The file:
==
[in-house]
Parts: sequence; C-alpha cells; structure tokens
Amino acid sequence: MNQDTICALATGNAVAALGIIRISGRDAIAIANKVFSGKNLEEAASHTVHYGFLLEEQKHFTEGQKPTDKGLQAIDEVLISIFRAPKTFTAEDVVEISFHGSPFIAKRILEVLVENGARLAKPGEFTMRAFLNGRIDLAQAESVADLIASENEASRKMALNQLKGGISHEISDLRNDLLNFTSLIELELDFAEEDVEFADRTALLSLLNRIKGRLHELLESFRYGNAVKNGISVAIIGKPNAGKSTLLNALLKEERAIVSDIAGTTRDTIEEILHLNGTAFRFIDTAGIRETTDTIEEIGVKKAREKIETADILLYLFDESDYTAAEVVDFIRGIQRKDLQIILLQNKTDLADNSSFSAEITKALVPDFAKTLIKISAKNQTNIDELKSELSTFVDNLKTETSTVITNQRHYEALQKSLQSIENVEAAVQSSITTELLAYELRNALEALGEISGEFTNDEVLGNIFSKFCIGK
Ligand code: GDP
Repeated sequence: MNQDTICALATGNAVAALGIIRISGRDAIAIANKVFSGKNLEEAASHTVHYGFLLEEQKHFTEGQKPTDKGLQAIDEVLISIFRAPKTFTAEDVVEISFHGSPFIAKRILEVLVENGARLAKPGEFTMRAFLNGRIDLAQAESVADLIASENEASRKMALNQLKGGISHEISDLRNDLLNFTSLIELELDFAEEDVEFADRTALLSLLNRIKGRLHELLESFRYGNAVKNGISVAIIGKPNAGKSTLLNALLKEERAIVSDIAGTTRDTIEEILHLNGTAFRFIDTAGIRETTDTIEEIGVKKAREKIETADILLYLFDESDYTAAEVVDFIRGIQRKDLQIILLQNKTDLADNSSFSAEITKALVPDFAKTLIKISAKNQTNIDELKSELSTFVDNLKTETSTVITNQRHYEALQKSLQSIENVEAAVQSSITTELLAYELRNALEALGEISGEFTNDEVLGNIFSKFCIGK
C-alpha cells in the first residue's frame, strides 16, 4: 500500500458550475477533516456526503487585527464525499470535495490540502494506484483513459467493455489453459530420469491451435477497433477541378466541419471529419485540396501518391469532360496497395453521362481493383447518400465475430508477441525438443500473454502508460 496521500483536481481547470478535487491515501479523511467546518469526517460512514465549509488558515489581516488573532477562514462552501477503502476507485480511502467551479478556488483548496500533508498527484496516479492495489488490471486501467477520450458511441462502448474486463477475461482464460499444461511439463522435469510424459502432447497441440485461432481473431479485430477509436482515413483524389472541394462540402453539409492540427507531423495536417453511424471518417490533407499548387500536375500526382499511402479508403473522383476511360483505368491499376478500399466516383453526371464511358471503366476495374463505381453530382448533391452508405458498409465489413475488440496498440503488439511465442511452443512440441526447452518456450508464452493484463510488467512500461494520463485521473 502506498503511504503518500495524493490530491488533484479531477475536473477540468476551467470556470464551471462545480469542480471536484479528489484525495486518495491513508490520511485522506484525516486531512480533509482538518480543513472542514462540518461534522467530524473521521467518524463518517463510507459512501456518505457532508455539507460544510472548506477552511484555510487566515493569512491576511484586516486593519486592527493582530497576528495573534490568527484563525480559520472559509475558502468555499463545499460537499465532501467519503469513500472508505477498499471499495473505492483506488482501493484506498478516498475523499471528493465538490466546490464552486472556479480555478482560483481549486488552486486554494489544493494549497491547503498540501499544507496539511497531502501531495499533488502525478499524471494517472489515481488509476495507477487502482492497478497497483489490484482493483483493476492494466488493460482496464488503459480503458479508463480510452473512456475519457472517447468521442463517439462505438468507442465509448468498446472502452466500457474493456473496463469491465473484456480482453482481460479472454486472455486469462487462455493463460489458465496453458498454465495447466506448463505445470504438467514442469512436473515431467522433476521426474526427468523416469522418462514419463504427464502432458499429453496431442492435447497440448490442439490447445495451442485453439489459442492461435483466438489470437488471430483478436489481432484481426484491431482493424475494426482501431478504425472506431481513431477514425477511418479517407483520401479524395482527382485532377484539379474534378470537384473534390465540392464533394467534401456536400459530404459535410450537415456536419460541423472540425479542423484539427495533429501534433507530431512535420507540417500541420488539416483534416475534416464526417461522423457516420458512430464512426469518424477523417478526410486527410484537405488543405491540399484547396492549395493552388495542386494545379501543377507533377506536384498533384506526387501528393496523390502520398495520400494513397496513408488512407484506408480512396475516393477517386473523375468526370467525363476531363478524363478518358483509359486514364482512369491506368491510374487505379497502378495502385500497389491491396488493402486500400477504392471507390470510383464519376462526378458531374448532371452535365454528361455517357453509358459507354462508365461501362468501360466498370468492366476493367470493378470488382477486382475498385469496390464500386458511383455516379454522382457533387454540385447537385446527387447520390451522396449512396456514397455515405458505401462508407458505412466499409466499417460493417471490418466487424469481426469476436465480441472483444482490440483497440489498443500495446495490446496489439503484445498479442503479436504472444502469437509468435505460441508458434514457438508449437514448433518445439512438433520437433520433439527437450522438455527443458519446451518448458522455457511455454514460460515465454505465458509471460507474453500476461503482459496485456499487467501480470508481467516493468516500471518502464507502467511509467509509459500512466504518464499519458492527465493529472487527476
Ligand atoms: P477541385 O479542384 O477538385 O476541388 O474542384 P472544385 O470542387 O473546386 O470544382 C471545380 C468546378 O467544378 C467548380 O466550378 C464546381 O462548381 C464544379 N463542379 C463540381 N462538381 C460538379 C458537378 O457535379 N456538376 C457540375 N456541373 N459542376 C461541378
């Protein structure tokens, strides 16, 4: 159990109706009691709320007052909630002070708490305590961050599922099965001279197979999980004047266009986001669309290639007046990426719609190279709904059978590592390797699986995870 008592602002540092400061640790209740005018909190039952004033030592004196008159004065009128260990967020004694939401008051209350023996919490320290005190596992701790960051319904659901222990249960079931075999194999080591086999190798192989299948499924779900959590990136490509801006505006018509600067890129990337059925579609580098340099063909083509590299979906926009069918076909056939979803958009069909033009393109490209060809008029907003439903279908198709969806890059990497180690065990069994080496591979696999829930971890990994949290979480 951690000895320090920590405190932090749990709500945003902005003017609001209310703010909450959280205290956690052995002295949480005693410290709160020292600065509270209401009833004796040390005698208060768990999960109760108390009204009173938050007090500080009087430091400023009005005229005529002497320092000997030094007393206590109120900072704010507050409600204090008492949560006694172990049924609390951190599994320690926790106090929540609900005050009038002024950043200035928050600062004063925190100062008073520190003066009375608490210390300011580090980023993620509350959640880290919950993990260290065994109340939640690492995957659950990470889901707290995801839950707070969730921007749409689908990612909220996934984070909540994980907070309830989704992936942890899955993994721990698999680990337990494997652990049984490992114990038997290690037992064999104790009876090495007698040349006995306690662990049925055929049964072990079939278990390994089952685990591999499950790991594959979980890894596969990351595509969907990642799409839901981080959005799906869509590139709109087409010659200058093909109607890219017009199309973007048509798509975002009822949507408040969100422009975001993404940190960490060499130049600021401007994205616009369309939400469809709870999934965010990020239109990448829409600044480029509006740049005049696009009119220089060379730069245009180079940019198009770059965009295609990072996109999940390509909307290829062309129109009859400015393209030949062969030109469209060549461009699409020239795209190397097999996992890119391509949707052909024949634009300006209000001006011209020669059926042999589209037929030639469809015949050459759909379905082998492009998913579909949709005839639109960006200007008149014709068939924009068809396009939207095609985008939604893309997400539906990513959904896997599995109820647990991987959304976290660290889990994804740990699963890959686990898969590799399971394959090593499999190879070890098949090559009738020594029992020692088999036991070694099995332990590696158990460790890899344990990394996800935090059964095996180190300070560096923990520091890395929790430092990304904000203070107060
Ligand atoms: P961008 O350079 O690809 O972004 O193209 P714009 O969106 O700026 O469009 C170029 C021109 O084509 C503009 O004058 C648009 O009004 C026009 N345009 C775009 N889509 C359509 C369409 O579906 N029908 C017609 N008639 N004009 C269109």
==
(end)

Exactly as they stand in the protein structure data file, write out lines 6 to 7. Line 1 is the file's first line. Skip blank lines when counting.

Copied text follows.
C-alpha cells in the first residue's frame, strides 16, 4: 500500500458550475477533516456526503487585527464525499470535495490540502494506484483513459467493455489453459530420469491451435477497433477541378466541419471529419485540396501518391469532360496497395453521362481493383447518400465475430508477441525438443500473454502508460 496521500483536481481547470478535487491515501479523511467546518469526517460512514465549509488558515489581516488573532477562514462552501477503502476507485480511502467551479478556488483548496500533508498527484496516479492495489488490471486501467477520450458511441462502448474486463477475461482464460499444461511439463522435469510424459502432447497441440485461432481473431479485430477509436482515413483524389472541394462540402453539409492540427507531423495536417453511424471518417490533407499548387500536375500526382499511402479508403473522383476511360483505368491499376478500399466516383453526371464511358471503366476495374463505381453530382448533391452508405458498409465489413475488440496498440503488439511465442511452443512440441526447452518456450508464452493484463510488467512500461494520463485521473 502506498503511504503518500495524493490530491488533484479531477475536473477540468476551467470556470464551471462545480469542480471536484479528489484525495486518495491513508490520511485522506484525516486531512480533509482538518480543513472542514462540518461534522467530524473521521467518524463518517463510507459512501456518505457532508455539507460544510472548506477552511484555510487566515493569512491576511484586516486593519486592527493582530497576528495573534490568527484563525480559520472559509475558502468555499463545499460537499465532501467519503469513500472508505477498499471499495473505492483506488482501493484506498478516498475523499471528493465538490466546490464552486472556479480555478482560483481549486488552486486554494489544493494549497491547503498540501499544507496539511497531502501531495499533488502525478499524471494517472489515481488509476495507477487502482492497478497497483489490484482493483483493476492494466488493460482496464488503459480503458479508463480510452473512456475519457472517447468521442463517439462505438468507442465509448468498446472502452466500457474493456473496463469491465473484456480482453482481460479472454486472455486469462487462455493463460489458465496453458498454465495447466506448463505445470504438467514442469512436473515431467522433476521426474526427468523416469522418462514419463504427464502432458499429453496431442492435447497440448490442439490447445495451442485453439489459442492461435483466438489470437488471430483478436489481432484481426484491431482493424475494426482501431478504425472506431481513431477514425477511418479517407483520401479524395482527382485532377484539379474534378470537384473534390465540392464533394467534401456536400459530404459535410450537415456536419460541423472540425479542423484539427495533429501534433507530431512535420507540417500541420488539416483534416475534416464526417461522423457516420458512430464512426469518424477523417478526410486527410484537405488543405491540399484547396492549395493552388495542386494545379501543377507533377506536384498533384506526387501528393496523390502520398495520400494513397496513408488512407484506408480512396475516393477517386473523375468526370467525363476531363478524363478518358483509359486514364482512369491506368491510374487505379497502378495502385500497389491491396488493402486500400477504392471507390470510383464519376462526378458531374448532371452535365454528361455517357453509358459507354462508365461501362468501360466498370468492366476493367470493378470488382477486382475498385469496390464500386458511383455516379454522382457533387454540385447537385446527387447520390451522396449512396456514397455515405458505401462508407458505412466499409466499417460493417471490418466487424469481426469476436465480441472483444482490440483497440489498443500495446495490446496489439503484445498479442503479436504472444502469437509468435505460441508458434514457438508449437514448433518445439512438433520437433520433439527437450522438455527443458519446451518448458522455457511455454514460460515465454505465458509471460507474453500476461503482459496485456499487467501480470508481467516493468516500471518502464507502467511509467509509459500512466504518464499519458492527465493529472487527476
Ligand atoms: P477541385 O479542384 O477538385 O476541388 O474542384 P472544385 O470542387 O473546386 O470544382 C471545380 C468546378 O467544378 C467548380 O466550378 C464546381 O462548381 C464544379 N463542379 C463540381 N462538381 C460538379 C458537378 O457535379 N456538376 C457540375 N456541373 N459542376 C461541378